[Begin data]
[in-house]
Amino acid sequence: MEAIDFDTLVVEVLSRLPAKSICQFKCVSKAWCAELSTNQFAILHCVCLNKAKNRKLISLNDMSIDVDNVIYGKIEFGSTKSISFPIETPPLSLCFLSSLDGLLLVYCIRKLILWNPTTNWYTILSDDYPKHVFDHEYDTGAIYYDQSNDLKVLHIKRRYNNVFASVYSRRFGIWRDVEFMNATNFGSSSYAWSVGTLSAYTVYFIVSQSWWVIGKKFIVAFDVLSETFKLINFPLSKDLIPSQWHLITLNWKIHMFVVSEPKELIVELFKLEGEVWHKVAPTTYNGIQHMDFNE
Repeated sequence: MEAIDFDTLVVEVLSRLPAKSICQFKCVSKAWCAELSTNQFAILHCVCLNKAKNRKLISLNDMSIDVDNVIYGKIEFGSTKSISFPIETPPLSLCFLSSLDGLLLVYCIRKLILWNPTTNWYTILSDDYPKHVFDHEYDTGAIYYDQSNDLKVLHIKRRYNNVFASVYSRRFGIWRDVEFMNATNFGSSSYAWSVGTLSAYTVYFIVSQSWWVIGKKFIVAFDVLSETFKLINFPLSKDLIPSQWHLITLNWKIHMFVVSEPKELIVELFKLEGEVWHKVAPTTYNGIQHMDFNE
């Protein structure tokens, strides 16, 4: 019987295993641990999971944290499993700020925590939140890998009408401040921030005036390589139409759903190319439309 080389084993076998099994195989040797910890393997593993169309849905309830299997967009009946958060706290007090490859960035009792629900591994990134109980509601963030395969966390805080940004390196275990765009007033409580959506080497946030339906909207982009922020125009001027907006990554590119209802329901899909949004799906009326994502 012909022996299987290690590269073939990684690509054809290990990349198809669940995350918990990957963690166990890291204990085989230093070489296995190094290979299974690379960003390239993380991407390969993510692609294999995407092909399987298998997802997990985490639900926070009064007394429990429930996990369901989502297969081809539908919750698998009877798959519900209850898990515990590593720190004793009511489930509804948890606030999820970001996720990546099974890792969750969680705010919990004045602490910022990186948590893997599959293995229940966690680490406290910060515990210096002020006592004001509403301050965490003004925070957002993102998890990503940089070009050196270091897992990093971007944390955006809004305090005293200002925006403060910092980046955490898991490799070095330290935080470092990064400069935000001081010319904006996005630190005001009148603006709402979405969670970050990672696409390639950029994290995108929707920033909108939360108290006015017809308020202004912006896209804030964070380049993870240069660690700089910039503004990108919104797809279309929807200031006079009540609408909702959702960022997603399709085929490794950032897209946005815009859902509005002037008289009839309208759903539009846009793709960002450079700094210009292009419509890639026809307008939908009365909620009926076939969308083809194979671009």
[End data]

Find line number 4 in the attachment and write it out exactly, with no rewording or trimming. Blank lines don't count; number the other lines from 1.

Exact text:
């Protein structure tokens, strides 16, 4: 019987295993641990999971944290499993700020925590939140890998009408401040921030005036390589139409759903190319439309 080389084993076998099994195989040797910890393997593993169309849905309830299997967009009946958060706290007090490859960035009792629900591994990134109980509601963030395969966390805080940004390196275990765009007033409580959506080497946030339906909207982009922020125009001027907006990554590119209802329901899909949004799906009326994502 012909022996299987290690590269073939990684690509054809290990990349198809669940995350918990990957963690166990890291204990085989230093070489296995190094290979299974690379960003390239993380991407390969993510692609294999995407092909399987298998997802997990985490639900926070009064007394429990429930996990369901989502297969081809539908919750698998009877798959519900209850898990515990590593720190004793009511489930509804948890606030999820970001996720990546099974890792969750969680705010919990004045602490910022990186948590893997599959293995229940966690680490406290910060515990210096002020006592004001509403301050965490003004925070957002993102998890990503940089070009050196270091897992990093971007944390955006809004305090005293200002925006403060910092980046955490898991490799070095330290935080470092990064400069935000001081010319904006996005630190005001009148603006709402979405969670970050990672696409390639950029994290995108929707920033909108939360108290006015017809308020202004912006896209804030964070380049993870240069660690700089910039503004990108919104797809279309929807200031006079009540609408909702959702960022997603399709085929490794950032897209946005815009859902509005002037008289009839309208759903539009846009793709960002450079700094210009292009419509890639026809307008939908009365909620009926076939969308083809194979671009």